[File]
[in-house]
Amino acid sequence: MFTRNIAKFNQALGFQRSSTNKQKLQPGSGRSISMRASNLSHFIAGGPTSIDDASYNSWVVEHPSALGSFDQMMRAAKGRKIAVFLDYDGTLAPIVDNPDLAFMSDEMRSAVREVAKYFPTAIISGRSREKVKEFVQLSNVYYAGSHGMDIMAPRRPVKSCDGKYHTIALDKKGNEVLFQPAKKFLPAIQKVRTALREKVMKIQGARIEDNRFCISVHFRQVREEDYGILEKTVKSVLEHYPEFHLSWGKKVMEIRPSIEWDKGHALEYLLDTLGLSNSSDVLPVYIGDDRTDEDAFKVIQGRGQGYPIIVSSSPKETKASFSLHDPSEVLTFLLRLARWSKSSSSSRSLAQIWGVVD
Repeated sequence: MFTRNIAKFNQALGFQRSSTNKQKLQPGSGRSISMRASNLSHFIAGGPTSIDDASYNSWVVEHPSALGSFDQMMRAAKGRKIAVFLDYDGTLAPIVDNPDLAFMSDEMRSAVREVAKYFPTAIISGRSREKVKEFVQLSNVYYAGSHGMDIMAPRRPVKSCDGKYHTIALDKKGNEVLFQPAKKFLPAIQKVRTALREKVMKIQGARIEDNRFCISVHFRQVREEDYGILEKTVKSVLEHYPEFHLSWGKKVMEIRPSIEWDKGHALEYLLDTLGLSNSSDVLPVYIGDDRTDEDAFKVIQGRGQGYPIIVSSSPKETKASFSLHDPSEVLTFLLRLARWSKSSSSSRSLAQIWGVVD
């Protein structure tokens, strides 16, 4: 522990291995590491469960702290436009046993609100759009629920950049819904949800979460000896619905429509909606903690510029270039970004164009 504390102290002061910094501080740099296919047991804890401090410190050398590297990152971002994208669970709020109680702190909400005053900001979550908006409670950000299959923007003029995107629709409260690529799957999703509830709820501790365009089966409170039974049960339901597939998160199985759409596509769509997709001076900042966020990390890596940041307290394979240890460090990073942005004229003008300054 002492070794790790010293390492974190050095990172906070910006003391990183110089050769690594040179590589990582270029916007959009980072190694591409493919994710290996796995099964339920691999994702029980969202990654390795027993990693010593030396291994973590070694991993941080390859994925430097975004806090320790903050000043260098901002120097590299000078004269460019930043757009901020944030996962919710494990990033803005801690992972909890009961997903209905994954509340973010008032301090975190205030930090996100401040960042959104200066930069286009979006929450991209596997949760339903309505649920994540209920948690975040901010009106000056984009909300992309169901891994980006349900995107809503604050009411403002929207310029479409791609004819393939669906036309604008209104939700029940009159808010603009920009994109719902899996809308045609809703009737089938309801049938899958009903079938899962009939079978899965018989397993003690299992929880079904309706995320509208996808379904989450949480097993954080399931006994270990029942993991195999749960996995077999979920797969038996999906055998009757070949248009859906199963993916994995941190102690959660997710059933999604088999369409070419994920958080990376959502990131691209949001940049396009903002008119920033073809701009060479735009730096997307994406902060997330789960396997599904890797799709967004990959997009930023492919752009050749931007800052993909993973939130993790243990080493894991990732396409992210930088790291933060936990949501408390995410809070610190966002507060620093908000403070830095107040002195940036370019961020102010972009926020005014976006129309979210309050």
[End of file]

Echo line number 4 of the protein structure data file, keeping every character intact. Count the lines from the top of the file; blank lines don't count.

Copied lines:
């Protein structure tokens, strides 16, 4: 522990291995590491469960702290436009046993609100759009629920950049819904949800979460000896619905429509909606903690510029270039970004164009 504390102290002061910094501080740099296919047991804890401090410190050398590297990152971002994208669970709020109680702190909400005053900001979550908006409670950000299959923007003029995107629709409260690529799957999703509830709820501790365009089966409170039974049960339901597939998160199985759409596509769509997709001076900042966020990390890596940041307290394979240890460090990073942005004229003008300054 002492070794790790010293390492974190050095990172906070910006003391990183110089050769690594040179590589990582270029916007959009980072190694591409493919994710290996796995099964339920691999994702029980969202990654390795027993990693010593030396291994973590070694991993941080390859994925430097975004806090320790903050000043260098901002120097590299000078004269460019930043757009901020944030996962919710494990990033803005801690992972909890009961997903209905994954509340973010008032301090975190205030930090996100401040960042959104200066930069286009979006929450991209596997949760339903309505649920994540209920948690975040901010009106000056984009909300992309169901891994980006349900995107809503604050009411403002929207310029479409791609004819393939669906036309604008209104939700029940009159808010603009920009994109719902899996809308045609809703009737089938309801049938899958009903079938899962009939079978899965018989397993003690299992929880079904309706995320509208996808379904989450949480097993954080399931006994270990029942993991195999749960996995077999979920797969038996999906055998009757070949248009859906199963993916994995941190102690959660997710059933999604088999369409070419994920958080990376959502990131691209949001940049396009903002008119920033073809701009060479735009730096997307994406902060997330789960396997599904890797799709967004990959997009930023492919752009050749931007800052993909993973939130993790243990080493894991990732396409992210930088790291933060936990949501408390995410809070610190966002507060620093908000403070830095107040002195940036370019961020102010972009926020005014976006129309979210309050």